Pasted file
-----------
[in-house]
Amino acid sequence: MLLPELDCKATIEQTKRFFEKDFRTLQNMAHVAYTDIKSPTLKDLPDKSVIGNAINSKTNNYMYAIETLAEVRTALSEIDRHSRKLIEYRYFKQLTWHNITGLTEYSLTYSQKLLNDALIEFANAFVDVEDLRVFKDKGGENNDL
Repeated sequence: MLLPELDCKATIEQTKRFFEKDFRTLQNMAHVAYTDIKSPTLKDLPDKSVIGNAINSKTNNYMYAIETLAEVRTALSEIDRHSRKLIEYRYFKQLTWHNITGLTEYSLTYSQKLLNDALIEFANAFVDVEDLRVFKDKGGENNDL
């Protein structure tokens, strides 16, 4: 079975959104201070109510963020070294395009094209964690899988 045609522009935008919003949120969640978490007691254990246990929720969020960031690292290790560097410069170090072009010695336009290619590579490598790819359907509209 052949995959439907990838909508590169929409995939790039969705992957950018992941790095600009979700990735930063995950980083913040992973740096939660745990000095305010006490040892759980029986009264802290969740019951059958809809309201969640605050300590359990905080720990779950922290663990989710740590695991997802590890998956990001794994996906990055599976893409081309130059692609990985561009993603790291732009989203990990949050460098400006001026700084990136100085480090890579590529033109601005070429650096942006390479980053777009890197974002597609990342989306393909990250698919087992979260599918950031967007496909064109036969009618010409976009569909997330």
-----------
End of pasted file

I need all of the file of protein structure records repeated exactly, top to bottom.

[in-house]
Amino acid sequence: MLLPELDCKATIEQTKRFFEKDFRTLQNMAHVAYTDIKSPTLKDLPDKSVIGNAINSKTNNYMYAIETLAEVRTALSEIDRHSRKLIEYRYFKQLTWHNITGLTEYSLTYSQKLLNDALIEFANAFVDVEDLRVFKDKGGENNDL
Repeated sequence: MLLPELDCKATIEQTKRFFEKDFRTLQNMAHVAYTDIKSPTLKDLPDKSVIGNAINSKTNNYMYAIETLAEVRTALSEIDRHSRKLIEYRYFKQLTWHNITGLTEYSLTYSQKLLNDALIEFANAFVDVEDLRVFKDKGGENNDL
């Protein structure tokens, strides 16, 4: 079975959104201070109510963020070294395009094209964690899988 045609522009935008919003949120969640978490007691254990246990929720969020960031690292290790560097410069170090072009010695336009290619590579490598790819359907509209 052949995959439907990838909508590169929409995939790039969705992957950018992941790095600009979700990735930063995950980083913040992973740096939660745990000095305010006490040892759980029986009264802290969740019951059958809809309201969640605050300590359990905080720990779950922290663990989710740590695991997802590890998956990001794994996906990055599976893409081309130059692609990985561009993603790291732009989203990990949050460098400006001026700084990136100085480090890579590529033109601005070429650096942006390479980053777009890197974002597609990342989306393909990250698919087992979260599918950031967007496909064109036969009618010409976009569909997330």